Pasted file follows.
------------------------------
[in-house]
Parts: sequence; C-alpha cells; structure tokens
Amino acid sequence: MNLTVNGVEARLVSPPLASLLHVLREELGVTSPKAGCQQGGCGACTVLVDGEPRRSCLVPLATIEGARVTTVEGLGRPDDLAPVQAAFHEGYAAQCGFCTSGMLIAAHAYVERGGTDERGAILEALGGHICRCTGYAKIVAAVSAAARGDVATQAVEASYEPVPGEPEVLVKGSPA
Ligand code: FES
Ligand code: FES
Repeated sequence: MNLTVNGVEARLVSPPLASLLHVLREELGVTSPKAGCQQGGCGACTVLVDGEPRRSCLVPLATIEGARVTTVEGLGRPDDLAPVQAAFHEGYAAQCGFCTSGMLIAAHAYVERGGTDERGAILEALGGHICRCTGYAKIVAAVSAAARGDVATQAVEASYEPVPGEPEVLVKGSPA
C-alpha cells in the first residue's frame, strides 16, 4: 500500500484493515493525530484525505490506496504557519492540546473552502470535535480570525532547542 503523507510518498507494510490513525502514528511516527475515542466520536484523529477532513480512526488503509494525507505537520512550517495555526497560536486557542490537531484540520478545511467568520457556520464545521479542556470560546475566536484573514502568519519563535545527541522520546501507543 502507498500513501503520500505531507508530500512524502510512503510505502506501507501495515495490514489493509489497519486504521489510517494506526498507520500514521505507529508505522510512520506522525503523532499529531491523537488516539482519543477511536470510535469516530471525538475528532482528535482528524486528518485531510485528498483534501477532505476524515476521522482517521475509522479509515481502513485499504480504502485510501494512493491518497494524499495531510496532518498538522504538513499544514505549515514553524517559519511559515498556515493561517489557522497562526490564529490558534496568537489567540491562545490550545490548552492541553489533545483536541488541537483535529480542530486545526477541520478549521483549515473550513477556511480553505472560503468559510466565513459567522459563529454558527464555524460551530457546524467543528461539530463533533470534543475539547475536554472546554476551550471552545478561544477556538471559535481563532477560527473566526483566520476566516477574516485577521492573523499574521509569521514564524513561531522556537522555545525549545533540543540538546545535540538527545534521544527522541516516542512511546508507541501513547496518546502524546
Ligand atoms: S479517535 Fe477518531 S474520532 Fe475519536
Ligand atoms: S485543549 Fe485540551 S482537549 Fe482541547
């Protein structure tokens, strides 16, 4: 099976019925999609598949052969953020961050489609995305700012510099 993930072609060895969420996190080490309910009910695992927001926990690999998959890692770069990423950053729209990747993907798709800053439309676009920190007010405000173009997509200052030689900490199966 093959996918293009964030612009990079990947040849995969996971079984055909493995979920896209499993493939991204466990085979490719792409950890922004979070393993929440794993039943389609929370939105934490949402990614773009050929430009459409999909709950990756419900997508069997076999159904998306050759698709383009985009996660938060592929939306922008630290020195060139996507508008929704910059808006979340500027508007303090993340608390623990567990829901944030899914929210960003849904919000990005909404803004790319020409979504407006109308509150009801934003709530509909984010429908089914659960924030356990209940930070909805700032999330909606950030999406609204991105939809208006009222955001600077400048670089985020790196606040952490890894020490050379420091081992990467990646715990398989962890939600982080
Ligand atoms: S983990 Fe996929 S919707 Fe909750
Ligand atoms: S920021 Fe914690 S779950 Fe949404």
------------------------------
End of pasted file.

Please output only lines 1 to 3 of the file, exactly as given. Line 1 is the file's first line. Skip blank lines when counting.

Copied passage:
[in-house]
Parts: sequence; C-alpha cells; structure tokens
Amino acid sequence: MNLTVNGVEARLVSPPLASLLHVLREELGVTSPKAGCQQGGCGACTVLVDGEPRRSCLVPLATIEGARVTTVEGLGRPDDLAPVQAAFHEGYAAQCGFCTSGMLIAAHAYVERGGTDERGAILEALGGHICRCTGYAKIVAAVSAAARGDVATQAVEASYEPVPGEPEVLVKGSPA